Rolling Out

Shaenor Ishmael shares 3 things mothers must keep track of after giving birth

The maternal mental health expert says there are several things to take into account as a new mother

Maternal mental health is a big topic among new mothers, and Shaenor Ishmael, Ph.D, is an expert in the field, which allows her to find different approaches to help these mothers. A psychotherapist, Ishmael has committed to providing her expertise to help mothers navigate the challenges of anxiety, depression and other perinatal mental health conditions.

Ishmael spoke with rolling out about mental health in new and expecting mothers and having advocates during doctor visits.

What should new and expectant mothers know about their health?

Whenever we talk about preconception planning, so that is you’re thinking of having a baby — it’s important to note that often, the journey does not go as expected: the timeline may not go as expected; the delivery process may not go as expected; and the postpartum period may not go as expected.

It is also a major life transition. Introducing a child — especially if it’s your first child — in your everyday [life] is a stark adjustment. You’re adjusting your whole [life] to care for this whole human you’re solely responsible for — and it takes a lot. We talk about the sleepless nights and not being able to prioritize at birth.

One of the main concerns I hear a lot of women face is that they don’t feel like themselves. It’s a loss of identity. Interestingly enough for Black women, oftentimes when we have mental health concerns — whether it’s postpartum depression or postpartum anxiety — it often shows up as that we’re failing. So, we’re failing as a mom; we’re failing at work because we are conditioned with this notion to be able to do everything. We have that Strong Black Woman narrative where you have to be strong, you have to push through, and you have to get through. Oftentimes, the symptom that shows up is a sense of, like, “I am failing in this aspect of life” when in reality you’re not. You are just having a mental health diagnosis that is impeding your forward progress.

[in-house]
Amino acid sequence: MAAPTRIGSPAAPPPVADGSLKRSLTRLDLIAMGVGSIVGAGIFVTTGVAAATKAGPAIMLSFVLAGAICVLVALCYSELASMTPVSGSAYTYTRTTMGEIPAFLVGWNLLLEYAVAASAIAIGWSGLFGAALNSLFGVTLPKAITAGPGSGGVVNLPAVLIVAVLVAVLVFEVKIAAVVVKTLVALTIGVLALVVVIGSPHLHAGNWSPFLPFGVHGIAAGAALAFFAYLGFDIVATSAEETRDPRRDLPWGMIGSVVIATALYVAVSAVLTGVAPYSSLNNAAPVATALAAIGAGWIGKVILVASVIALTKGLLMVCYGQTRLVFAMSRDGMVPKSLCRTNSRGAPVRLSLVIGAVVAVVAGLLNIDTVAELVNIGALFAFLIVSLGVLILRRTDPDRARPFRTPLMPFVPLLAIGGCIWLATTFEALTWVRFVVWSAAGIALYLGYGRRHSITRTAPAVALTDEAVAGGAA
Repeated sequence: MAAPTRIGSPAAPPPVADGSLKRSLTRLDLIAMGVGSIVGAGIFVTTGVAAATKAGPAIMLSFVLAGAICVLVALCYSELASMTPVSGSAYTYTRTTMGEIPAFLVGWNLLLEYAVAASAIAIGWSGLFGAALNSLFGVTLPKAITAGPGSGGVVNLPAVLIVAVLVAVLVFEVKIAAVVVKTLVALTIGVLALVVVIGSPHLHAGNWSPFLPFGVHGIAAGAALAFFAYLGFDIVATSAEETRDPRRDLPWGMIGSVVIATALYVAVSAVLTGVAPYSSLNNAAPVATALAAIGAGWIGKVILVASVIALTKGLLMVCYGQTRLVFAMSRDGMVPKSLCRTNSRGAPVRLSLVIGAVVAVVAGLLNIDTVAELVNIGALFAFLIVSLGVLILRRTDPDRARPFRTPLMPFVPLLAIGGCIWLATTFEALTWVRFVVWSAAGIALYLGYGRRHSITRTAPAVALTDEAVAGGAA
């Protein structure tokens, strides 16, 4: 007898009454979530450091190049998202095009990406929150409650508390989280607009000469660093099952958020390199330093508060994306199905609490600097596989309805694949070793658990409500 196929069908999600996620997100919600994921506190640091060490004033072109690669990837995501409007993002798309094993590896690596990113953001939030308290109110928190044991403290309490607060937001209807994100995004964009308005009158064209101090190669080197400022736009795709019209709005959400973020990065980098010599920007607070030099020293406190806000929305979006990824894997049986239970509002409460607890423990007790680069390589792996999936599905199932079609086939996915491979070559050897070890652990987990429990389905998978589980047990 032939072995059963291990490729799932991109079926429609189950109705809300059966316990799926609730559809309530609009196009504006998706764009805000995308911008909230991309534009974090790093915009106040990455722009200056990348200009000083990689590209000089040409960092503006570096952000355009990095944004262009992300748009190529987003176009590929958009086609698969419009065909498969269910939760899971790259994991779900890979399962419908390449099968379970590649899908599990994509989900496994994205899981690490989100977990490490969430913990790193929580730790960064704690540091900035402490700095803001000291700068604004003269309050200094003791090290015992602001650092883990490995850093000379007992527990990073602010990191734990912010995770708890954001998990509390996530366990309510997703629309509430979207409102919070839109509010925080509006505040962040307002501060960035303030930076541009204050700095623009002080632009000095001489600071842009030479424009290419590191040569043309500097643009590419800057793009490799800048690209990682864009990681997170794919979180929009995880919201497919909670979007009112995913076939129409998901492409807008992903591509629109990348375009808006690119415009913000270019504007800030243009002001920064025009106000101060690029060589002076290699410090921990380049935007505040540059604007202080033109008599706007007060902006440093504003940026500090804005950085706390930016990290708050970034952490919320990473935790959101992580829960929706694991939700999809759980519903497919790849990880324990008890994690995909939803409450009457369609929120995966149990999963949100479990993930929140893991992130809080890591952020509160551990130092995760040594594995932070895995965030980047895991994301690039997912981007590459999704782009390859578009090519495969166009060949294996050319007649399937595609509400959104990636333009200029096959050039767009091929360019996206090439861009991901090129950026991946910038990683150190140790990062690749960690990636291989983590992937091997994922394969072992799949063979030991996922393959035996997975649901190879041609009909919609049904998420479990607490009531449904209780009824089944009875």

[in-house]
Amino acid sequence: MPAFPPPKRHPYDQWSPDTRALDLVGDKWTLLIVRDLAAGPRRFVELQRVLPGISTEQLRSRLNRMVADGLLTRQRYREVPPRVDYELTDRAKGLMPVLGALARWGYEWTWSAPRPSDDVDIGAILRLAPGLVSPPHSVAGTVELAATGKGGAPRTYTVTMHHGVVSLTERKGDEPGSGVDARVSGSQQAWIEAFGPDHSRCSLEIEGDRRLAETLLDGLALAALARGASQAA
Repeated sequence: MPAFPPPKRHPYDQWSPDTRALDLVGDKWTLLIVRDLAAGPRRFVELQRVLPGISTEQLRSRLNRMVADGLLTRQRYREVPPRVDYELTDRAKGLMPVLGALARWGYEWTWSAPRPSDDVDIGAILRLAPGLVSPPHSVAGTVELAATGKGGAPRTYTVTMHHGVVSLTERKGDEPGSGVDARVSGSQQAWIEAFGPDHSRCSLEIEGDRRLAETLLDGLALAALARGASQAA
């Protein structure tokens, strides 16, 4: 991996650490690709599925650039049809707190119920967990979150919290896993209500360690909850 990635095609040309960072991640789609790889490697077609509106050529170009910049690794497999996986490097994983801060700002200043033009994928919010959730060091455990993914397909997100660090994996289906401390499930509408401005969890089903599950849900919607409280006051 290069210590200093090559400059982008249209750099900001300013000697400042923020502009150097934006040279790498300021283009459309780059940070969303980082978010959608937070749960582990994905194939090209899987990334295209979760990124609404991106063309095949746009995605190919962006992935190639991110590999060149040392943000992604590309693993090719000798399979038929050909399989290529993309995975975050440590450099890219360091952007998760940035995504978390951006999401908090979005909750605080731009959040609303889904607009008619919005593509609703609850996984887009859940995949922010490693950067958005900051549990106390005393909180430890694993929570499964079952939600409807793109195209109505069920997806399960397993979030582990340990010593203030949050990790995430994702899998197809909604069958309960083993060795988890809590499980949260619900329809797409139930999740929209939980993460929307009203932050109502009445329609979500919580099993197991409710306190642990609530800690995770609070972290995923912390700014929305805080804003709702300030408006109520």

What do you suggest women do as it relates to having advocates during their doctor visits?

What I do in my private practice with my clients is we go over questions, prepare questions, have a birth plan and have a postpartum plan. That’s just to set the foundation. From then on, we go over concerns that the mother may be having and anything [they’re] dealing with regarding [their] postpartum period. How are you navigating your postpartum period? How have you navigated medically in your postpartum period? Are you feeling OK? A lot of times we go to our physician’s offices and … just kind of glaze over everything when, in reality, we really are not OK — and it’s OK to say you’re not OK. It’s the change in the narrative as it pertains to conversations around maternal mental health.

One of the things that I say is I will always have conversations about maternal mental health. Not in the euphoric, superficial way to say you just had a baby and you should be happy, but how are you really doing? How are you navigating this transition? Do you have support? How are you doing medically? The three components I always tell mothers are are you taking a shower? Are you eating? Are you getting outside once a day? Those are the three main things. When you go to your provider, if you’re having challenges in doing any of these things — even if you’re in any kind of pain — bring that up; do not dismiss it. Make sure your provider adequately addresses it.

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